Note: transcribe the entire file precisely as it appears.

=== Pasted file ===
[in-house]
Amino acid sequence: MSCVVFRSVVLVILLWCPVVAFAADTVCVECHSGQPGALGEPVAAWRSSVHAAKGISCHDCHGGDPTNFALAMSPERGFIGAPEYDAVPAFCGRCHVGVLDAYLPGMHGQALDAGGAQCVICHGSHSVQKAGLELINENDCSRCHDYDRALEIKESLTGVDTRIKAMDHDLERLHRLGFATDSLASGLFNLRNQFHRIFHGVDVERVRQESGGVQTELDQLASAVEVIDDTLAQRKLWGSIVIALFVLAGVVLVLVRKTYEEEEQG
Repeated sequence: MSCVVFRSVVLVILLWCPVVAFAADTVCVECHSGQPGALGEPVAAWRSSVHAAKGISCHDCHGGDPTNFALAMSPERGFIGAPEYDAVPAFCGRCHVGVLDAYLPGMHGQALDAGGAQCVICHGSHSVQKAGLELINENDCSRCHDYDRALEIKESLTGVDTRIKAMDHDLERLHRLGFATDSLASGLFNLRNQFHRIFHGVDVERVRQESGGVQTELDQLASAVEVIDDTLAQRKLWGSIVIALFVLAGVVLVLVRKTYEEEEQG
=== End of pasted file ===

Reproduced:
[in-house]
Amino acid sequence: MSCVVFRSVVLVILLWCPVVAFAADTVCVECHSGQPGALGEPVAAWRSSVHAAKGISCHDCHGGDPTNFALAMSPERGFIGAPEYDAVPAFCGRCHVGVLDAYLPGMHGQALDAGGAQCVICHGSHSVQKAGLELINENDCSRCHDYDRALEIKESLTGVDTRIKAMDHDLERLHRLGFATDSLASGLFNLRNQFHRIFHGVDVERVRQESGGVQTELDQLASAVEVIDDTLAQRKLWGSIVIALFVLAGVVLVLVRKTYEEEEQG
Repeated sequence: MSCVVFRSVVLVILLWCPVVAFAADTVCVECHSGQPGALGEPVAAWRSSVHAAKGISCHDCHGGDPTNFALAMSPERGFIGAPEYDAVPAFCGRCHVGVLDAYLPGMHGQALDAGGAQCVICHGSHSVQKAGLELINENDCSRCHDYDRALEIKESLTGVDTRIKAMDHDLERLHRLGFATDSLASGLFNLRNQFHRIFHGVDVERVRQESGGVQTELDQLASAVEVIDDTLAQRKLWGSIVIALFVLAGVVLVLVRKTYEEEEQG